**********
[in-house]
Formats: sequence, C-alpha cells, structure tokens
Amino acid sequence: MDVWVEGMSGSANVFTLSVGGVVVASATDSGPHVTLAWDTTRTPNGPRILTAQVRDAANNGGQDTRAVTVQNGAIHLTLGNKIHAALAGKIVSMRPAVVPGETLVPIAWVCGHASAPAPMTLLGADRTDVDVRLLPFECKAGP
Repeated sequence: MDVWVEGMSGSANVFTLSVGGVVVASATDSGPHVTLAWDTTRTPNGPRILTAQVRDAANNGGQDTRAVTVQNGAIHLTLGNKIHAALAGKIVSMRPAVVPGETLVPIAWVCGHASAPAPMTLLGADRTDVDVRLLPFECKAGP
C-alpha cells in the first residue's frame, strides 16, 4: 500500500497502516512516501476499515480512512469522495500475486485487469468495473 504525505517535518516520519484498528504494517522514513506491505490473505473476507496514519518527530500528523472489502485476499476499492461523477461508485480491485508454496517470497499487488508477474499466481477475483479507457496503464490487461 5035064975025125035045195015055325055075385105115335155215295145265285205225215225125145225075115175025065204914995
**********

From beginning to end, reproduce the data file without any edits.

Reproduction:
[in-house]
Formats: sequence, C-alpha cells, structure tokens
Amino acid sequence: MDVWVEGMSGSANVFTLSVGGVVVASATDSGPHVTLAWDTTRTPNGPRILTAQVRDAANNGGQDTRAVTVQNGAIHLTLGNKIHAALAGKIVSMRPAVVPGETLVPIAWVCGHASAPAPMTLLGADRTDVDVRLLPFECKAGP
Repeated sequence: MDVWVEGMSGSANVFTLSVGGVVVASATDSGPHVTLAWDTTRTPNGPRILTAQVRDAANNGGQDTRAVTVQNGAIHLTLGNKIHAALAGKIVSMRPAVVPGETLVPIAWVCGHASAPAPMTLLGADRTDVDVRLLPFECKAGP
C-alpha cells in the first residue's frame, strides 16, 4: 500500500497502516512516501476499515480512512469522495500475486485487469468495473 504525505517535518516520519484498528504494517522514513506491505490473505473476507496514519518527530500528523472489502485476499476499492461523477461508485480491485508454496517470497499487488508477474499466481477475483479507457496503464490487461 5035064975025125035045195015055325055075385105115335155215295145265285205225215225125145225075115175025065204914995